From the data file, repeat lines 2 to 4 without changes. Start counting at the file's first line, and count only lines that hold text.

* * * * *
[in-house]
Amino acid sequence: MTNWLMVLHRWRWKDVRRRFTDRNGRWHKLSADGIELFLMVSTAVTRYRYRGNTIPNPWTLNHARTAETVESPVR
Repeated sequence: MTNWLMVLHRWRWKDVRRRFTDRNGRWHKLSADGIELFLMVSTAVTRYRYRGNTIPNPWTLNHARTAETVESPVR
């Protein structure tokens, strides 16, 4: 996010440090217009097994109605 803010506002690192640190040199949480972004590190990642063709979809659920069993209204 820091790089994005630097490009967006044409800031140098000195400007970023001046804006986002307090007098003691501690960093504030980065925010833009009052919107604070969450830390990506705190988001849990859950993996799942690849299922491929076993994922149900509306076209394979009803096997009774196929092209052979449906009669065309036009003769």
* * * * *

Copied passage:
Amino acid sequence: MTNWLMVLHRWRWKDVRRRFTDRNGRWHKLSADGIELFLMVSTAVTRYRYRGNTIPNPWTLNHARTAETVESPVR
Repeated sequence: MTNWLMVLHRWRWKDVRRRFTDRNGRWHKLSADGIELFLMVSTAVTRYRYRGNTIPNPWTLNHARTAETVESPVR
């Protein structure tokens, strides 16, 4: 996010440090217009097994109605 803010506002690192640190040199949480972004590190990642063709979809659920069993209204 820091790089994005630097490009967006044409800031140098000195400007970023001046804006986002307090007098003691501690960093504030980065925010833009009052919107604070969450830390990506705190988001849990859950993996799942690849299922491929076993994922149900509306076209394979009803096997009774196929092209052979449906009669065309036009003769």